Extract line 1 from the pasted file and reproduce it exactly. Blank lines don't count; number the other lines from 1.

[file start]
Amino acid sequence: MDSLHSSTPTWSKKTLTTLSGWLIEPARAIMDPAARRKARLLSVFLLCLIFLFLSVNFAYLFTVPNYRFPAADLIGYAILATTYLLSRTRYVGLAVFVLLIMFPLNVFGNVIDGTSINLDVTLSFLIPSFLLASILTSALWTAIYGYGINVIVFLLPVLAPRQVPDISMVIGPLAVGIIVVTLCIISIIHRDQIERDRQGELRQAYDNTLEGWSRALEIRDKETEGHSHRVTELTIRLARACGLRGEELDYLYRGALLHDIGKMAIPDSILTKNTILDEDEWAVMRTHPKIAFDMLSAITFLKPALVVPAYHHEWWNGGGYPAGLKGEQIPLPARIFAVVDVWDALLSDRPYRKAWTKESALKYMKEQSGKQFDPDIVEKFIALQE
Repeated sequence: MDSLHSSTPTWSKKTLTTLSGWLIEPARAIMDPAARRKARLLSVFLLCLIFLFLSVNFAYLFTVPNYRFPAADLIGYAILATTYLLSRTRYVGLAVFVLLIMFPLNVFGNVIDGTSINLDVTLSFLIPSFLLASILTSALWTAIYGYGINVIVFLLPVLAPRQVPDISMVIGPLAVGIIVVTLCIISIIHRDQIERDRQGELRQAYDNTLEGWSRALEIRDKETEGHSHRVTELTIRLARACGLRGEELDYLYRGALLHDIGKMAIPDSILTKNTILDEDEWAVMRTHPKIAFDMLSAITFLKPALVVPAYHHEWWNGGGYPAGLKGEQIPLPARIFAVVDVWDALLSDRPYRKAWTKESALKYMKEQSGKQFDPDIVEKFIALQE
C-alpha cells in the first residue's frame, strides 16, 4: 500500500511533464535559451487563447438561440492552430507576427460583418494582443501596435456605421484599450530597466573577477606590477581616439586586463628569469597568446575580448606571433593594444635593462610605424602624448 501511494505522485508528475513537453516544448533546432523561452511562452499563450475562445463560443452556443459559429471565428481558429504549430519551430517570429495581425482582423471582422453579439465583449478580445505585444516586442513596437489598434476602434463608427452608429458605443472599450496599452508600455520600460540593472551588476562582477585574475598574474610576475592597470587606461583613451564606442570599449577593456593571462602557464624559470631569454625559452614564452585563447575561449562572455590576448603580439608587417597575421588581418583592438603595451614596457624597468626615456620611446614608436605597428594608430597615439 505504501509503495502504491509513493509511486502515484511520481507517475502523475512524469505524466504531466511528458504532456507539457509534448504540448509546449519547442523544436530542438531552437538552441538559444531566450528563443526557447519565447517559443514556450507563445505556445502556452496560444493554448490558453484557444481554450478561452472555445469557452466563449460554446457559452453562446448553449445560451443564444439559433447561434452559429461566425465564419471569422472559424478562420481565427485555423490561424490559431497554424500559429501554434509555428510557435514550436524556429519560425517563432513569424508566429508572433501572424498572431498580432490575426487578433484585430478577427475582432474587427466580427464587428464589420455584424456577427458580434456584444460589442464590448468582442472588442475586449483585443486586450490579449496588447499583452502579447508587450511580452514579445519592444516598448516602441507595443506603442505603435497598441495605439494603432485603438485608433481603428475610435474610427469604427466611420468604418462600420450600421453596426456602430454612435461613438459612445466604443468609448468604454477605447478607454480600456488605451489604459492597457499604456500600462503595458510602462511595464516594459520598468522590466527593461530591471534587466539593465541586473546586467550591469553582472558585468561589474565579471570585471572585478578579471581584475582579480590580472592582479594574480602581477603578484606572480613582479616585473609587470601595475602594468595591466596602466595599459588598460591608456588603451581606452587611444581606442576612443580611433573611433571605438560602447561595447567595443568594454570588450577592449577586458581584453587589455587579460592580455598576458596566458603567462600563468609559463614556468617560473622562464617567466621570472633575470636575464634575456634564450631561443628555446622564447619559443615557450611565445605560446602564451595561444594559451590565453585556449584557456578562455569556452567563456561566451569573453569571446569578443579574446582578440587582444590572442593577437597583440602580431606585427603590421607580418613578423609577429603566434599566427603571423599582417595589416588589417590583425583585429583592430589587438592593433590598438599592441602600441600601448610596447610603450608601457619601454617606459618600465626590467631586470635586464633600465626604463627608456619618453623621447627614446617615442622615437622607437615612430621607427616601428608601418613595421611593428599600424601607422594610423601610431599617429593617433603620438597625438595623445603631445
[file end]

Amino acid sequence: MDSLHSSTPTWSKKTLTTLSGWLIEPARAIMDPAARRKARLLSVFLLCLIFLFLSVNFAYLFTVPNYRFPAADLIGYAILATTYLLSRTRYVGLAVFVLLIMFPLNVFGNVIDGTSINLDVTLSFLIPSFLLASILTSALWTAIYGYGINVIVFLLPVLAPRQVPDISMVIGPLAVGIIVVTLCIISIIHRDQIERDRQGELRQAYDNTLEGWSRALEIRDKETEGHSHRVTELTIRLARACGLRGEELDYLYRGALLHDIGKMAIPDSILTKNTILDEDEWAVMRTHPKIAFDMLSAITFLKPALVVPAYHHEWWNGGGYPAGLKGEQIPLPARIFAVVDVWDALLSDRPYRKAWTKESALKYMKEQSGKQFDPDIVEKFIALQE